The Definitive Guide to Living in the Capital , Cairo , Egypt

Sights & Travel

Cairo To Paris:Everything You Need to Know about the City of Lights

Cairo To Paris:Everything You Need to Know about the City of Lights
written by
Soraya Morayef

To many Egyptian aficionados of arts and culture, nothing quite beats Paris when it comes to
sophistication, refined taste, exquisite cuisine and an appreciation for the elegant life.

Before you leave Cairo
International Airport
for the glittering lights of the most romantic city in the world, there are a
few things you need to know about Paris:

Believe Ze Hype:
A common stereotype that you may hear about Parisians is that they are rude and aloof. The truth is that Parisians can be rude, but in all
fairness, they’re also rude to each other; so don’t take
it personally. On the other hand, Parisians can be impeccably well-mannered, charming and
polite; so don’t let this stereotype hold you back from making friends.

One thing that ticks the French off (and
many other nationalities for that matter) is when tourists insist on speaking
to them in English. So make a little effort, and learn to say a few words in French,
even if it’s just Excuse me and Thank You. Personal experience has shown that
it makes a huge difference in the way the locals respond to you and just how
helpful they will be to you.

Pay Through Your Nose: Paris is not cheap; in fact, it is rated the world’s 16th most
expensive city by Bloomberg
; so be prepared for exuberant prices. An average breakfast or
lunch at a brassiere will start at 25Euros, while a two-course dinner can
easily reach 50Euros, and that’s just in a standard restaurant. Hotels don’t come cheap either, and if you’re
looking for a basic Bed & Breakfast, make sure you read the user reviews on before making your reservations: some cheap hotels in Paris are notoriously
dirty with poor service.

Tourist Traps:
All tour companies, hotels and
travel sites heavily promote the Paris
Pass, which offers free access to over 60 museums with
discounts on several other tourist destinations. The pass will set you back
97Euros for a two-day pass and 169Euros for six days. Unless you’re planning on
going to all the museums, it’s best that you stick to buying individual museum
tickets. There are  walking tours for the
different districts of Paris,
but you can ditch the high prices and do it yourself; all you need is a good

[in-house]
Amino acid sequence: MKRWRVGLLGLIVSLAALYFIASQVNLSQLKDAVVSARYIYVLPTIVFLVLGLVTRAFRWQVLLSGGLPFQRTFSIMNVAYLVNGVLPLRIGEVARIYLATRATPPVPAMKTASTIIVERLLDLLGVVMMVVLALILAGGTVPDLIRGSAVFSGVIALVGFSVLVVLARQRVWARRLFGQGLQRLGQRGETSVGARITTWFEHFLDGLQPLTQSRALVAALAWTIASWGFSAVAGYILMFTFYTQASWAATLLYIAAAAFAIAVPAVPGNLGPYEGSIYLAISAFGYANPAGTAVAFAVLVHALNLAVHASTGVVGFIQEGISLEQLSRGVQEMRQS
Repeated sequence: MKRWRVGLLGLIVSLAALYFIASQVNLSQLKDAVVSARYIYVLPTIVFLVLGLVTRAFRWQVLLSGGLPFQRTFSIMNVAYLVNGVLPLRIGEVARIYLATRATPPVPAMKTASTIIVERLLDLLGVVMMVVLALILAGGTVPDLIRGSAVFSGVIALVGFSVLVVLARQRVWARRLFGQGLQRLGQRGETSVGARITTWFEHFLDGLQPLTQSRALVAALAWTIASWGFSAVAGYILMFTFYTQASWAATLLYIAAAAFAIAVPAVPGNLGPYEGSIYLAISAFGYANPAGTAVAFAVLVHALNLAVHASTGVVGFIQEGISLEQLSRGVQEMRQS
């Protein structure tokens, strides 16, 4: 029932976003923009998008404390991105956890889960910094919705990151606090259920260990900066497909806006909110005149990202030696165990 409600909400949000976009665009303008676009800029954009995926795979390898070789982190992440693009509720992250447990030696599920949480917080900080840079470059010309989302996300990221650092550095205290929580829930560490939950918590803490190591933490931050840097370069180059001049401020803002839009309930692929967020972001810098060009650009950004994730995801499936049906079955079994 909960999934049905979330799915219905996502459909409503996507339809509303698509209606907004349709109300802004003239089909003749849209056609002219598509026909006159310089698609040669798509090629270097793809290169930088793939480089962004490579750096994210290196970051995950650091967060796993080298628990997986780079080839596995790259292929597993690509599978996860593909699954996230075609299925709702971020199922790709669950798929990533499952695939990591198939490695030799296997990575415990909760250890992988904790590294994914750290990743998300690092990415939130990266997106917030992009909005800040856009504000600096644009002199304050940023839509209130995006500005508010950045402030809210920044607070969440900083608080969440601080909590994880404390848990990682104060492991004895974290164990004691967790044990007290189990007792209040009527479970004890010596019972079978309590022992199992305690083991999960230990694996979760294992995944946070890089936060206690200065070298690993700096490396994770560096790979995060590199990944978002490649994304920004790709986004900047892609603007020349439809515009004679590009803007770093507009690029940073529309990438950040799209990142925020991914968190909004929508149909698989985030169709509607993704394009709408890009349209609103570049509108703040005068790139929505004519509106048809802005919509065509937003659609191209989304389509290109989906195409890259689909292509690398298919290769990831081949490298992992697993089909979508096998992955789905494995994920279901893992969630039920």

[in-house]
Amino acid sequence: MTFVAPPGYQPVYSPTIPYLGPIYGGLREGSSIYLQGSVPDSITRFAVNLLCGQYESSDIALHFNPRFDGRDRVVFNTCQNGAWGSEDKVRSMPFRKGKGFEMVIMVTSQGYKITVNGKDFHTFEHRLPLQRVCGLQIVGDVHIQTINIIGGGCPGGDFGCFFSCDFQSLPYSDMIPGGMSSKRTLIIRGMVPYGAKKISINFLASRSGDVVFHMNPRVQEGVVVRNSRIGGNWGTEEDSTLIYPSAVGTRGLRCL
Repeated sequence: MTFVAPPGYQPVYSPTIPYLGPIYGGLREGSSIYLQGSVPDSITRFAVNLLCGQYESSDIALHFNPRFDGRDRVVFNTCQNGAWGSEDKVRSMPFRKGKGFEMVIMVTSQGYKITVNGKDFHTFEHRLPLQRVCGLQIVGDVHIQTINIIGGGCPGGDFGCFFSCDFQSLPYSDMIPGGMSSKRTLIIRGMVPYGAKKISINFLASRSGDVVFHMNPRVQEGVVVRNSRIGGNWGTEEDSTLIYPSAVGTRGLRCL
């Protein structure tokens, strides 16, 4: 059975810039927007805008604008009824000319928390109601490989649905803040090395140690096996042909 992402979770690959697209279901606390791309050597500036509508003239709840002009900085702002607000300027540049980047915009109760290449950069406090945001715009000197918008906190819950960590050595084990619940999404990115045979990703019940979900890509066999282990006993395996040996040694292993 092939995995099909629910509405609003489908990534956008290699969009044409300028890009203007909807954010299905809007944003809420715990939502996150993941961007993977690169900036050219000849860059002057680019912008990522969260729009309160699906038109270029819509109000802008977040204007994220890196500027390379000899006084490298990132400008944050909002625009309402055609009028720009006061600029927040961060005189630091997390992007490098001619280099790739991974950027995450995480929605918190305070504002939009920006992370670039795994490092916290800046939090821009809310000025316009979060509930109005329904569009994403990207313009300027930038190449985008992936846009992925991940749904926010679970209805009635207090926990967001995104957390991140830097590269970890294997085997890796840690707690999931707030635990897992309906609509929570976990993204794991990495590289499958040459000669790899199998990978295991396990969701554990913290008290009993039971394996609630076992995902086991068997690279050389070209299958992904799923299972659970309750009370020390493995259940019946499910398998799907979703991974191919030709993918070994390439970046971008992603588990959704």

map of the city and an updated Lonely Planet. Another tourist trap is
currency exchange bureaus, which have much higher exchange rates than elsewhere
in Europe; so be sure to exchange your Euros before arriving.

the Metro:
Paris has arguably one of the most
complicated metro systems in the world; so take some time to study the metro
map and always remember the name of your metro line, direction and stop, as
well as the route’s colour. Buy a Paris Visite
Pass for 28Euros upwards,
which gives you unlimited access to the metro and bus system.

Avoid The Crowds: To cut the lines and see all of Paris in one day, take a Paris Open Bus around the
city’s main tourist spots, including the Eiffel Tower and the
Louvre. A day pass costs 25Euros and is valid all day long; so you can get on
and off the bus as often as you want. If you absolutely must climb to the top of the Tour Eiffel, get there
before 9AM; same goes for the Louvre, which becomes unberably crammed later on. If you’re planning on some department store shopping, avoid Galeries La Fayette and stick to the more spacious Printemps, which has the same brands at similar discounts and one of the most spectacular terrace views of Paris.

the exquisite Art Nouveau Museum at legendary nightclub
Maxim’s. The museum houses the private collection of French designer Pierre
Cardin and is full of Art Nouveau furniture, Toulouse Lautrec paintings and beautiful boudoir items. Entrance costs 15Euros. Another stellar museum is the Jaquemart-Andre Museum, which houses a
private collection of supreme art pieces by Van Dyk, Picasso,
Miro and Dali. Entrance costs 11Euros.

a Walk:
Paris is a walking-friendly city with parks, galleries, winding
cobblestone paths, and plenty to stare at along the way. The hill of Montmartre starts off with the Red
Light district and the iconic Moulin
, and as you take its many steep steps up to Sacre Coeur Basilica,
you’ll come across an artists’ market full of beautiful
on-the-spot portraits. Have an evening picnic along the Quai de La Rapée, a popular Friday night hangout for young Parisians. You can easily spend a whole morning at Pere Lachaise Cemetry, which houses the graves of Edith Piaf, Jim Morisson and Oscar Wilde. Le Marais is a perfect area to walk
around for a spot of vintage shopping,
while the Quartier Latin on the Rive
Gauche is full of bistros and bars with
live jazz music. Just across from the spectacular Notre Dame Church (entrance is free), Shakespeare
And Company
is a small but very popular bookstore that was featured in Before Sunset and houses arguably the best and most diverse collection of English literature,
both vintage and brand-new.

Safe and Clever:
Like any metropolis, Paris has its dodgy areas like the 18th and 19th arrondissements at
night, as well as Les Halles and Gare Du Nord. Don’t
take the RER over-ground trains after midnight if you’re alone; so always keep
some taxi money with you. Pick-pocketing is a common problem, especially in crowded areas such as
the ground floor of La Fayette; so keep your bag shut and
under your arm with the zipper side facing the front so that you can always
keep an eye on it.